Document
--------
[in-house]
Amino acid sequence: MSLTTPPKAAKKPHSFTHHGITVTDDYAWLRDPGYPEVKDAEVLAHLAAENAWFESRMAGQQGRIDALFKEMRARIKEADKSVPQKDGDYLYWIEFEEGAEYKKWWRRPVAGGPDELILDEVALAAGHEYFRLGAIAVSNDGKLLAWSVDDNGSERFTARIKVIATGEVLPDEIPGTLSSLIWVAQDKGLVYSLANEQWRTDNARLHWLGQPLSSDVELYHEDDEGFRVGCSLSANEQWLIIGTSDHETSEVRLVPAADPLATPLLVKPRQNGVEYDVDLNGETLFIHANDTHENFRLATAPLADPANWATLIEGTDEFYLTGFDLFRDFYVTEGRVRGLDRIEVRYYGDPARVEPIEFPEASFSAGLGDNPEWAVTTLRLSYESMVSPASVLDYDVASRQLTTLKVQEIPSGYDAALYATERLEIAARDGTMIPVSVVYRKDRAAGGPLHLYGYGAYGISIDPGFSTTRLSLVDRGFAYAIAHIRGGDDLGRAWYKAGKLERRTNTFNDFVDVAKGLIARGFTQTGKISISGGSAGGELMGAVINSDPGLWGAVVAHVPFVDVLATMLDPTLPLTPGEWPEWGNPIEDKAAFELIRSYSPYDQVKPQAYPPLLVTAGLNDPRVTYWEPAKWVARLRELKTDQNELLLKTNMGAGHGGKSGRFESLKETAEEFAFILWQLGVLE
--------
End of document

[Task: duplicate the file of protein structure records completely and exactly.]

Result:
[in-house]
Amino acid sequence: MSLTTPPKAAKKPHSFTHHGITVTDDYAWLRDPGYPEVKDAEVLAHLAAENAWFESRMAGQQGRIDALFKEMRARIKEADKSVPQKDGDYLYWIEFEEGAEYKKWWRRPVAGGPDELILDEVALAAGHEYFRLGAIAVSNDGKLLAWSVDDNGSERFTARIKVIATGEVLPDEIPGTLSSLIWVAQDKGLVYSLANEQWRTDNARLHWLGQPLSSDVELYHEDDEGFRVGCSLSANEQWLIIGTSDHETSEVRLVPAADPLATPLLVKPRQNGVEYDVDLNGETLFIHANDTHENFRLATAPLADPANWATLIEGTDEFYLTGFDLFRDFYVTEGRVRGLDRIEVRYYGDPARVEPIEFPEASFSAGLGDNPEWAVTTLRLSYESMVSPASVLDYDVASRQLTTLKVQEIPSGYDAALYATERLEIAARDGTMIPVSVVYRKDRAAGGPLHLYGYGAYGISIDPGFSTTRLSLVDRGFAYAIAHIRGGDDLGRAWYKAGKLERRTNTFNDFVDVAKGLIARGFTQTGKISISGGSAGGELMGAVINSDPGLWGAVVAHVPFVDVLATMLDPTLPLTPGEWPEWGNPIEDKAAFELIRSYSPYDQVKPQAYPPLLVTAGLNDPRVTYWEPAKWVARLRELKTDQNELLLKTNMGAGHGGKSGRFESLKETAEEFAFILWQLGVLE